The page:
Budget Framework 2018-19: The numbers may not add up
Total FY 20 budget outlay of Rs. 8,238 Billion is 38.9% more than the revised budget estimate for FY 19 of Rs. 6,419 Billion. The budget estimates gross revenue receipts of Rs. 6,716.6 Billion, an increase of 33% over FY 19 Revised Estimates. FBR taxes will grow to Rs. 5,555 Billion an increase of 33.8% over the FY 19 Revised Estimates, but a whopping and perhaps unrealistic increase of over 40% from the expected actuals. Estimate of net receipts, after transfer to provinces, is Rs 3,462 Billion. The ambitious goal of raising total revenue will be a challenge in the face of a slow economy.
The estimate for total federal expenditure is Rs. 8,238 Billion, of which current expenditure is Rs. 7,288 Billion, 88.5%. Federal PSDP is estimated to be Rs 701 Billion 8.5% of total expenditure. The balance is other development and loans. Budgeted fiscal deficit of Rs, 3,137 Billion or 7.1% of GDP is the highest in recent years.
- Regardless of what happened with tax revenue in FY 19, in four years before that there has been unprecedented growth in FBR receipts. So, at 4% GDP growth rate, FBR must pull a rabbit out of the hat to achieve the desired growth in revenue. All credit to their spirit and determination. Direct taxes will grow by 24.5% and indirect taxes by 39.4% from FY 19’s revised estimate to reach their target of Rs. 2,081 Billion and Rs. 3,473 Billion, respectively. In FY 19, tax expenditure was Rs. 942 Billion. In this budget many of the exemptions and concessions have been removed. FBR would also have to address the issue of evasion and broadening the tax base.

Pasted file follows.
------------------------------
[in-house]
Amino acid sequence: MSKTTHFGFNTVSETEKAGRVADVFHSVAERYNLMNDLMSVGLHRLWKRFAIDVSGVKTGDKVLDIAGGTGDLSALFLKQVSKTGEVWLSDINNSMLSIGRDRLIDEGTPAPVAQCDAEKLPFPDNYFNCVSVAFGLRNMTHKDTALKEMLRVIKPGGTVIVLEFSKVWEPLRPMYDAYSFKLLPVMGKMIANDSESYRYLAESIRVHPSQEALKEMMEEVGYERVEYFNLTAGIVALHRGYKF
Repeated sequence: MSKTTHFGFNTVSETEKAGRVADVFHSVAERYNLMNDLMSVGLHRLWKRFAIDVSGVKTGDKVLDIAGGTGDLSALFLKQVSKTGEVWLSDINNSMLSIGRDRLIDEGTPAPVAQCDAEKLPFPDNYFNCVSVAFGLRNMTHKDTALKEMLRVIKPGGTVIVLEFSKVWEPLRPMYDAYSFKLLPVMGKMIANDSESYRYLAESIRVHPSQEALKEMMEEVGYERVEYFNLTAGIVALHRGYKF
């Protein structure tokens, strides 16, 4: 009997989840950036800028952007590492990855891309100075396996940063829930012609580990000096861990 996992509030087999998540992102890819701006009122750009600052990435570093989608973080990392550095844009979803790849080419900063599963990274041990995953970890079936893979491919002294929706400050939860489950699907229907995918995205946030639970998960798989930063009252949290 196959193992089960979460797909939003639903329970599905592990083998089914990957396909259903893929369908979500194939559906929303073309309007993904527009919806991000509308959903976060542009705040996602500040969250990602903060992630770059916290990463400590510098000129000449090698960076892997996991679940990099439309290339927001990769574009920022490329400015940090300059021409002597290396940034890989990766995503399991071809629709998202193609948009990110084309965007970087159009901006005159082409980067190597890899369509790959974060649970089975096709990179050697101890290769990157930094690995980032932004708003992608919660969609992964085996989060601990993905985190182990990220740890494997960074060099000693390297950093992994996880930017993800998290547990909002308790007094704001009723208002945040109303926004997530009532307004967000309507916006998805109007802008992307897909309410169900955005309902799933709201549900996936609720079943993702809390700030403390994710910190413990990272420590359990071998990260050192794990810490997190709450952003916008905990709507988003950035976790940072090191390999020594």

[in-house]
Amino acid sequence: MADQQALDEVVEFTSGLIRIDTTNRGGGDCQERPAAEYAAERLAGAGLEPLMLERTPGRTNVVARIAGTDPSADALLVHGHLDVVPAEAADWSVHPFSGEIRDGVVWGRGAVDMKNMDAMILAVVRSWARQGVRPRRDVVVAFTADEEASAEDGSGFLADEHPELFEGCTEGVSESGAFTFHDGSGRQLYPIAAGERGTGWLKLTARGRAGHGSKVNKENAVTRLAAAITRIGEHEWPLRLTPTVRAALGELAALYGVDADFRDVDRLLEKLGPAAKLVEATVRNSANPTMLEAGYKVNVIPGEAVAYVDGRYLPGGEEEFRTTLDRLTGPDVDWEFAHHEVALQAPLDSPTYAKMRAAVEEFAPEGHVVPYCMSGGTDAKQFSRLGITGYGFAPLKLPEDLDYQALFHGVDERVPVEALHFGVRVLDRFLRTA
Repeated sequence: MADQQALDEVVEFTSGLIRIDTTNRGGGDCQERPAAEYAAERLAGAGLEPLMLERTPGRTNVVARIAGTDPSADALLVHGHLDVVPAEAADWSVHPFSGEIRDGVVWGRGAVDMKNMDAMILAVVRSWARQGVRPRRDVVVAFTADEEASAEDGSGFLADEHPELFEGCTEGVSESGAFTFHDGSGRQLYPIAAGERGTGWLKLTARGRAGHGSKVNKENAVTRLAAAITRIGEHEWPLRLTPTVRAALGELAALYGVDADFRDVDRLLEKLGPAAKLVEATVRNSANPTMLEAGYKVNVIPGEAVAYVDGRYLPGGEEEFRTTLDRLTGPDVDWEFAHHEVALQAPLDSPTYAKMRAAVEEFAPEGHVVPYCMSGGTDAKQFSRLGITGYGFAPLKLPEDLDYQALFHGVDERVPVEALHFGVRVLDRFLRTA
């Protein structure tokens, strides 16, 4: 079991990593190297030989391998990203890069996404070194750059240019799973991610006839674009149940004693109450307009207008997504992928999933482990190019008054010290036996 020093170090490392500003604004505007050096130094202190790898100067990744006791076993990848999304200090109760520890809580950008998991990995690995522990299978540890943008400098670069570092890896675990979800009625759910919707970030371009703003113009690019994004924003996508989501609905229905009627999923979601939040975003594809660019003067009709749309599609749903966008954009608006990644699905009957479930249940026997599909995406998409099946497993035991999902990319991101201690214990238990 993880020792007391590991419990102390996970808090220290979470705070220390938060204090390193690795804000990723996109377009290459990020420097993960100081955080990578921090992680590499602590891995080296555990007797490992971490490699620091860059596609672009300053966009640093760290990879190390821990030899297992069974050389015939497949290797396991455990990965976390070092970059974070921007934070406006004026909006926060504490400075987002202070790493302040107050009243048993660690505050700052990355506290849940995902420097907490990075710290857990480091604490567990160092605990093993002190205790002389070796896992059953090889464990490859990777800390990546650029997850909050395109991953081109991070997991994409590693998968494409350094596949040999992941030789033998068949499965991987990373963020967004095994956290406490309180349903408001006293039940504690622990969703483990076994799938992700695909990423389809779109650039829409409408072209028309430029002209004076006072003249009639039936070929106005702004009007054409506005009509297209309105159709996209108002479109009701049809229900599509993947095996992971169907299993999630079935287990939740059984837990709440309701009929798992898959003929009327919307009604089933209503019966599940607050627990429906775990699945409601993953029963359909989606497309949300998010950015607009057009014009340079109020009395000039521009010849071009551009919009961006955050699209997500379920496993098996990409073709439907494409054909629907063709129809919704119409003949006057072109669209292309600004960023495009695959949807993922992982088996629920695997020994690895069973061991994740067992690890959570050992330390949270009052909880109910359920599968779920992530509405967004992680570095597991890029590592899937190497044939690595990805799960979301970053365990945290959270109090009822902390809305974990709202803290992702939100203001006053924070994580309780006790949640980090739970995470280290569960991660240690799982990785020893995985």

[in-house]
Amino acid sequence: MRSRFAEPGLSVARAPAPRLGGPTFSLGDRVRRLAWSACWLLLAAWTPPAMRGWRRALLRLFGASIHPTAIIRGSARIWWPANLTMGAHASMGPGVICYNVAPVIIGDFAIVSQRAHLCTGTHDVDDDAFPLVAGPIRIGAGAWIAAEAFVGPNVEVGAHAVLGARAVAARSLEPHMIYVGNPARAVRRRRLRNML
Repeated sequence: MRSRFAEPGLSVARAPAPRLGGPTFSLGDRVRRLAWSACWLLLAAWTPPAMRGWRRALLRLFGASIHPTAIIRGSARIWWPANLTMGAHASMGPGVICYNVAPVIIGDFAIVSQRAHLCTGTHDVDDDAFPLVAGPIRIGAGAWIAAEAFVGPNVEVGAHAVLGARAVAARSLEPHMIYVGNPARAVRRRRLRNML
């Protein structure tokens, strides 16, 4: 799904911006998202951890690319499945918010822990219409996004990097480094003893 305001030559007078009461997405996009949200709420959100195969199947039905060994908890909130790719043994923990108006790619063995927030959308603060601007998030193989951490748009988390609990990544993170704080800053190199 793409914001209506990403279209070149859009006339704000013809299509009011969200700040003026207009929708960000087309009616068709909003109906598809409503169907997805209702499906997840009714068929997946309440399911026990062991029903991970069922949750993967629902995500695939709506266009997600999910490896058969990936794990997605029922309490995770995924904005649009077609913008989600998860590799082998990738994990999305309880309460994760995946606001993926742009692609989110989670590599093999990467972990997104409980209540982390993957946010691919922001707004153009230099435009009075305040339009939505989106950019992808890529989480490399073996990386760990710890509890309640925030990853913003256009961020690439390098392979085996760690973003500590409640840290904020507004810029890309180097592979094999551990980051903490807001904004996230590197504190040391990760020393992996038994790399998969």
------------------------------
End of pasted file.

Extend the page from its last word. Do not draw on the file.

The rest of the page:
- Contrary to some claims made before the budget, the share of direct tax to total revenue will not improve. In fact, it is targeted to decline from 39% of total FBR taxes in FY 19’s Revised Estimates to 37% in FY 20.
- The target for tax/GDP ratio is 12.6%
- The budget estimates that non-tax revenue will grow by 40%, mostly from SBP profit, which is realistic as it should rise with the large fiscal deficit.
- The budget estimates receipt of Rs. 423 Billion provincial surplus.
The ambitious revenue target would take some doing. Coupled with the high estimate for provincial surplus, we hope that the fiscal deficit does not go higher than 7.1% of GDP.
|Revised Estimates 2018-19||Budget Estimates
- Current expenditure is budgeted to increase by a massive 30.3% from this fiscal’s revised estimate. Without loan repayment, it is estimated to grow by over 33%.
- Debt servicing will jump by 45% from Revised Estimates 2018-19, about 40% of current expenditure. Defense will stay at or just above FY 19’s revised estimate. Subsidies and other grants will grow. Government has targeted to reduce civil government expenditure by 6.5%.
- Government has not shared a strategy to reform PSEs, which need hundreds of billion in subsidies. Yet, total subsidy amount of Rs. 271 Billion provided in the budget appears to be below needs, of which Rs. 191 Billion is for the power sector. Subsidies to PSEs is bound to increase. We believe it is underestimated. PSE subsidy is a waste of resources. It is jarring to see it, while the people are being asked to pay more taxes.